Prime Minister John Key is unapologetic about rolling out multi-million-dollar promises during the Northland byelection and says more is to come as rivals claim it is simply pork barrelling to try to hold on to the seat.

In a clear bid to outflank NZ First leader Winston Peters, National’s candidate Mark Osborne and Transport Minister Simon Bridges yesterday announced a $69 million upgrade to 10 of the 15 one-way bridges on Northland state highways. The announcement followed two polls showing National could struggle to hold the seat against Mr Peters.

Labour leader Andrew Little described it as desperate pork barrelling. Mr Peters said his entry to the race had clearly been effective at pushing National into action, but Northlanders would not fall for such a blatant and belated bribe.

Little can talk, his promises are likely to be even bigger, but I await with interest any sign that Labour wants to spend on roads. After a decade of calling State Highway One the “Holiday Highway” any improvement on roading will be a welcome change.    Read more »

Simon Bridges wants more people driving gay cars

It is bad enough that Craig Foss has gotten himself a new gay ute, but now Simon Bridges wants us to drive cars gayer than Fossy’s gay ute.

I mean seriously? Expensive, over priced, non-Green, electric cars?

The only good news is he doesn’t support subsidies.

Transport and Energy Minister Simon Bridges has officials investigating ways to accelerate the uptake of electric vehicles.

But he doesn’t favour incentives or subsidies in what he says is “the most EV-ready country in the world” because of New Zealand’s very high proportion of electricity generated from renewable resources.   Read more »

Bridges Boo Boos

Sometimes it’s better just to shut up.

Transport Minister Simon Bridges says he’s warned petrol companies he’s watching how much profit they are taking at the pump.

But rather than say ‘yes minister’, one company has told the Government to check its facts because they’re wrong.

When oil prices dropped late last year Mr Bridges thought petrol company margins didn’t follow fast enough, and he was outspoken with his disapproval.

“What is clear – they got too high.”

The price of a litre includes the cost of the fuel, taxes, shipping and GST, while the remaining 18 percent goes to the company.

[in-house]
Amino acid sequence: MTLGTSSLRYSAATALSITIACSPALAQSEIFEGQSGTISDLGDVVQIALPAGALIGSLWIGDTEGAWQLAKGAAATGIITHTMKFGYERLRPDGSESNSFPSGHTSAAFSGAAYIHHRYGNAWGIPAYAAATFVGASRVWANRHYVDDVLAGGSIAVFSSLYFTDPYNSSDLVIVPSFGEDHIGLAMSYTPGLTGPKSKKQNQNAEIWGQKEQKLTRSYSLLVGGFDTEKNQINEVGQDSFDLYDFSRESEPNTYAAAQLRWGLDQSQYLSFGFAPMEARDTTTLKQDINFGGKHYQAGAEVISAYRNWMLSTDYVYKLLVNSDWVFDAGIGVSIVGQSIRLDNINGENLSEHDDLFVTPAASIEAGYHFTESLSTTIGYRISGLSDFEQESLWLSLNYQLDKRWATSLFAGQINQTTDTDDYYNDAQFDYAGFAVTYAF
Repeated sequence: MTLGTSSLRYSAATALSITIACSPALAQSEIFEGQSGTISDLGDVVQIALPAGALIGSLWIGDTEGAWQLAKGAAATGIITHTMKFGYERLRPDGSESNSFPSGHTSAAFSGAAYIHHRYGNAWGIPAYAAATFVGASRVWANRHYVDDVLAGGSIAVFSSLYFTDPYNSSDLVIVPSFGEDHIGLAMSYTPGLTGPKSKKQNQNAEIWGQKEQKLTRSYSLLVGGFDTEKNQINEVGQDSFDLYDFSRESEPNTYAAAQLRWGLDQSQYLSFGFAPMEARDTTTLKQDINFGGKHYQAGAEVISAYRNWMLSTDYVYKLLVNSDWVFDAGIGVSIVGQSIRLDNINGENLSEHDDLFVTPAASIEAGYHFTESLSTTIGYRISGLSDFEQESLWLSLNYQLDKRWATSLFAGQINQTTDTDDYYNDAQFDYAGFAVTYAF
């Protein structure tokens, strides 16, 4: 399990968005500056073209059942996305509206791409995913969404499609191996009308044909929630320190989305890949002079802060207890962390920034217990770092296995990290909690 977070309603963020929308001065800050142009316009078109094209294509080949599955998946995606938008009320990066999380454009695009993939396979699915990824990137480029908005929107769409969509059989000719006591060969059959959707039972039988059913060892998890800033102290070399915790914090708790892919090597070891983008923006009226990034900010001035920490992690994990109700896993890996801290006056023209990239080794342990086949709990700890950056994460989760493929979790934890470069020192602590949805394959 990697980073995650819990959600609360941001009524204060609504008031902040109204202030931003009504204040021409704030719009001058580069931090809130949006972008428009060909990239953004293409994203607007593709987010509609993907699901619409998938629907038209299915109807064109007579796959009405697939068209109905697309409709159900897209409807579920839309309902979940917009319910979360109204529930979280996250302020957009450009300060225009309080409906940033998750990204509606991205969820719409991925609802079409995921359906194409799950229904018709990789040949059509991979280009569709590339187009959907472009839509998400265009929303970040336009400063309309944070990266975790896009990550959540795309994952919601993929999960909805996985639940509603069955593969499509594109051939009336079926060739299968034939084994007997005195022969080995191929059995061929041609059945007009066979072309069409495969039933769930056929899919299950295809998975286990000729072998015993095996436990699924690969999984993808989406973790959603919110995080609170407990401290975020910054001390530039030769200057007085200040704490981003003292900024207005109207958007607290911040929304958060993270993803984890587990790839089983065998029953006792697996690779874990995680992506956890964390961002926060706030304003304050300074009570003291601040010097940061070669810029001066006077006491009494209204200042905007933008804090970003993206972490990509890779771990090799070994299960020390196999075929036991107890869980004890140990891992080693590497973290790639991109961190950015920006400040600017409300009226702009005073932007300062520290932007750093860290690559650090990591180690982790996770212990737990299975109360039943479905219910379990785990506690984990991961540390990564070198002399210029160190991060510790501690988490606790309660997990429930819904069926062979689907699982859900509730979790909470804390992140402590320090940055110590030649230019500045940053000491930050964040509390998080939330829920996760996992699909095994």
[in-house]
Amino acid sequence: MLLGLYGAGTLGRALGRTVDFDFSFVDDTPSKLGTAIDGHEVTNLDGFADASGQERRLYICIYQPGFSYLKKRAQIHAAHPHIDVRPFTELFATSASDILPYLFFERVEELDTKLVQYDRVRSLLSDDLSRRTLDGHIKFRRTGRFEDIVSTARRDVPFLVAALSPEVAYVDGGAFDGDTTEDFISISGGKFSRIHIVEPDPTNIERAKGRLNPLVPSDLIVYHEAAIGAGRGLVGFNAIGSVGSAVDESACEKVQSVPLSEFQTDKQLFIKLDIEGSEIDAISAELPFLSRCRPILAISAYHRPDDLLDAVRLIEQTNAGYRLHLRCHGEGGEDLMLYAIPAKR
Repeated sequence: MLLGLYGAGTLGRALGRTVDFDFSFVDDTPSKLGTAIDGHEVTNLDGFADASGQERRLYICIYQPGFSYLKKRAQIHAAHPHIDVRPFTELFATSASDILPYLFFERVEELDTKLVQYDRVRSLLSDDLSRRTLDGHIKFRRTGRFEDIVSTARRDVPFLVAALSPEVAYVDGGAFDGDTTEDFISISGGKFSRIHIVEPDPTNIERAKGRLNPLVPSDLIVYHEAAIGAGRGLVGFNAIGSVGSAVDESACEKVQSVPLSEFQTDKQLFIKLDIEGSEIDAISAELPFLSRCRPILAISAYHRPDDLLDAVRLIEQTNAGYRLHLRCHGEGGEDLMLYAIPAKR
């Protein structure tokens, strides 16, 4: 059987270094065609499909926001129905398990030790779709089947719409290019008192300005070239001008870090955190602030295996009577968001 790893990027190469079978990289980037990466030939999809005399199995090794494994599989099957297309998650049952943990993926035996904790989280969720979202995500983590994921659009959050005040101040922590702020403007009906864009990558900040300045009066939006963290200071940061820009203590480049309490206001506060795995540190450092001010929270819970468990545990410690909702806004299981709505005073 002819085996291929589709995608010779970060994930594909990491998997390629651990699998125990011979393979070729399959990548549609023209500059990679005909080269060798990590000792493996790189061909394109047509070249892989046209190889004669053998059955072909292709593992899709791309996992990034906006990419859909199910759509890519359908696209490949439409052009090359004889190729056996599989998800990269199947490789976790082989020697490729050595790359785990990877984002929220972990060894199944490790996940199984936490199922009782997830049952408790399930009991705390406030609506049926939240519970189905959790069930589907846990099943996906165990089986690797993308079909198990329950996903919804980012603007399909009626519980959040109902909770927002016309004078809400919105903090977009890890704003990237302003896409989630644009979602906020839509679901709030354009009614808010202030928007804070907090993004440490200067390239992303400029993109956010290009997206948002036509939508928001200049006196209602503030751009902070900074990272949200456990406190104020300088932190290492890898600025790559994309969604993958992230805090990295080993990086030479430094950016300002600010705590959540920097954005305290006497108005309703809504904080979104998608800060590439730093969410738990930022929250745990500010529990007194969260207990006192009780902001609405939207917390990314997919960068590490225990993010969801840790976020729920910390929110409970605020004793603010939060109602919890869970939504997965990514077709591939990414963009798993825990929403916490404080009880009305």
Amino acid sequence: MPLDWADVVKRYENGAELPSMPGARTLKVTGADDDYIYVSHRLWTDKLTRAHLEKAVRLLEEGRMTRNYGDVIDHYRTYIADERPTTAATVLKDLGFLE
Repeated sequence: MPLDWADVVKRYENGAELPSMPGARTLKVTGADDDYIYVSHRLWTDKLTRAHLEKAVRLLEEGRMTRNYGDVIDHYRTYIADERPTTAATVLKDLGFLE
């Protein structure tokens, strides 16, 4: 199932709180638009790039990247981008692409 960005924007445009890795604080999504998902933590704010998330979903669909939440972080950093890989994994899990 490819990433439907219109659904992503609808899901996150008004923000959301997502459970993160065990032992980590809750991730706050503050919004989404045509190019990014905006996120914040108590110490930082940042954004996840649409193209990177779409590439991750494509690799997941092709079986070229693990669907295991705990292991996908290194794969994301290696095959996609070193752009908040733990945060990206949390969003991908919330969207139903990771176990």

The Government says companies make roughly 30 cents per litre, but fuel company Z’s CEO Mike Bennetts says it only make about 19 cents at the pump. Read more »

The coming selection in Northland

The predictable demise of Northland MP Mike Sabin means a very blue seat is up for selection.

The majority is 9300, and Labour’s candidate, Willow-Jean Prime, has just had a baby, so is not expected to run again.

When Sabin won in 2011 there was considerable interest in the selection, with a good number of candidates putting their names forward. Some of these are expected to be contenders again.

Grant McCullum: Long time National Board member and perceived front runner in the last selection. Withdrew due to issues with a tricky missus. Inside word is she has just got more tricky over the years so McCullum will struggle to get approval to run.   Read more »

Stuart Nash on the Boagan’s plans to nick the AECT trust

Stuart Nash has written a piece on Michelle Boag’s plans to nick the AECT funds to gift to Len Brown for his train set.

It is on a little read hate speech blog run by Wrongly Wrongson, the blogger formerly known as Martyn Martin Bradbury, and so deserves wider attention.

Move forward to 2014, and John Collinge is at it once again.  Collinge, backed by another former National party president Michelle Boag, and helped by Auckland EMA CEO Kim Campbell, is trying to gather support for a scheme that would steal the shares off the people of Auckland for good.

Their miserable plan, as I have been led to believe, involves pressuring the National government to introduce legislation that would allow the shares, worth around $2.1b, to be nationalised, and then gifted back to the Auckland City Council for them to sell – to the people of Auckland and overseas buyers.

Let’s put this into perspective.  This year the AECT returned a $335 dividend to all shareholders (75.1% of whom are the people of Auckland). This is a most welcome bonus to many who are currently struggling with the extremely high costs of living in Auckland.

Vector is an incredibly progressive and innovative company and so this dividend is only going to grow.  Why sell it?  This is about ideology – and a massive disconnect by some wealthy individuals who simply have absolutely no idea at all how important $335 is to a huge number of Auckland families.  Read more »